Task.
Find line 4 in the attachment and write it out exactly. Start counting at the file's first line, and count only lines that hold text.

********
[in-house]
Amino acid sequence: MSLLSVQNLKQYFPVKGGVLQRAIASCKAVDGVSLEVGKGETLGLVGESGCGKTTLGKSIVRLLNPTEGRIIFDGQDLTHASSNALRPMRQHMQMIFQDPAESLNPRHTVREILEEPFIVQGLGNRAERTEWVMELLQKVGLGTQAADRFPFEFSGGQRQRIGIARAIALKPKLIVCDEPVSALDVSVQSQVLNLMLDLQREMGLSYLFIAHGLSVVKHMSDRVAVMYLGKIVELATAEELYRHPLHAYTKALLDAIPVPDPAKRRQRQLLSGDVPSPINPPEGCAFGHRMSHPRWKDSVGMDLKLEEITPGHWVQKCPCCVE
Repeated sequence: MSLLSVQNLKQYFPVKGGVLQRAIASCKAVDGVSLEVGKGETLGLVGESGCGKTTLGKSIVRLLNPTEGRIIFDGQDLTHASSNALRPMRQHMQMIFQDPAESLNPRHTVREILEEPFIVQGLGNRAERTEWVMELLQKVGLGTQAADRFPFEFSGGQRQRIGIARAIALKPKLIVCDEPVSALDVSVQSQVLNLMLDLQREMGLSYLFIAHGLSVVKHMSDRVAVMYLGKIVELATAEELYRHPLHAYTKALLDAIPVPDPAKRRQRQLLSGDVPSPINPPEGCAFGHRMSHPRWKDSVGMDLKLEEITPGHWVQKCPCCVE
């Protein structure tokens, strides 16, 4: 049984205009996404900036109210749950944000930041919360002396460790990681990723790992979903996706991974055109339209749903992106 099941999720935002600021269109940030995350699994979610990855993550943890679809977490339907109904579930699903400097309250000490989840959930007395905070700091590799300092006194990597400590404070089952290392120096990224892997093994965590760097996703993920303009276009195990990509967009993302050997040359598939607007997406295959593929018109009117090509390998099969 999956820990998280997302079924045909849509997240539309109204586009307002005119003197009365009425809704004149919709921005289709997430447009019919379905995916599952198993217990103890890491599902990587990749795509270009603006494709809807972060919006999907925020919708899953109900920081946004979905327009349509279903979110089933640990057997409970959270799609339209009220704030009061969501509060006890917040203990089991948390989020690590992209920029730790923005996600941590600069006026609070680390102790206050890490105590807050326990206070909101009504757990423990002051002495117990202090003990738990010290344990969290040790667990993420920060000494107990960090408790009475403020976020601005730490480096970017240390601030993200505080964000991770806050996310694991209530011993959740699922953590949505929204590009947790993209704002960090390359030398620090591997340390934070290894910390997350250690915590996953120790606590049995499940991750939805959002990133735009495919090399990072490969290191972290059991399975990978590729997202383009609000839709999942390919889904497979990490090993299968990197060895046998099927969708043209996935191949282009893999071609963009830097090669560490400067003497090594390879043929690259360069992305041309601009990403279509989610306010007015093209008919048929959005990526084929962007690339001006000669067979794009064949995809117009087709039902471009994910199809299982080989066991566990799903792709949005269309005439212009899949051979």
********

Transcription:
């Protein structure tokens, strides 16, 4: 049984205009996404900036109210749950944000930041919360002396460790990681990723790992979903996706991974055109339209749903992106 099941999720935002600021269109940030995350699994979610990855993550943890679809977490339907109904579930699903400097309250000490989840959930007395905070700091590799300092006194990597400590404070089952290392120096990224892997093994965590760097996703993920303009276009195990990509967009993302050997040359598939607007997406295959593929018109009117090509390998099969 999956820990998280997302079924045909849509997240539309109204586009307002005119003197009365009425809704004149919709921005289709997430447009019919379905995916599952198993217990103890890491599902990587990749795509270009603006494709809807972060919006999907925020919708899953109900920081946004979905327009349509279903979110089933640990057997409970959270799609339209009220704030009061969501509060006890917040203990089991948390989020690590992209920029730790923005996600941590600069006026609070680390102790206050890490105590807050326990206070909101009504757990423990002051002495117990202090003990738990010290344990969290040790667990993420920060000494107990960090408790009475403020976020601005730490480096970017240390601030993200505080964000991770806050996310694991209530011993959740699922953590949505929204590009947790993209704002960090390359030398620090591997340390934070290894910390997350250690915590996953120790606590049995499940991750939805959002990133735009495919090399990072490969290191972290059991399975990978590729997202383009609000839709999942390919889904497979990490090993299968990197060895046998099927969708043209996935191949282009893999071609963009830097090669560490400067003497090594390879043929690259360069992305041309601009990403279509989610306010007015093209008919048929959005990526084929962007690339001006000669067979794009064949995809117009087709039902471009994910199809299982080989066991566990799903792709949005269309005439212009899949051979």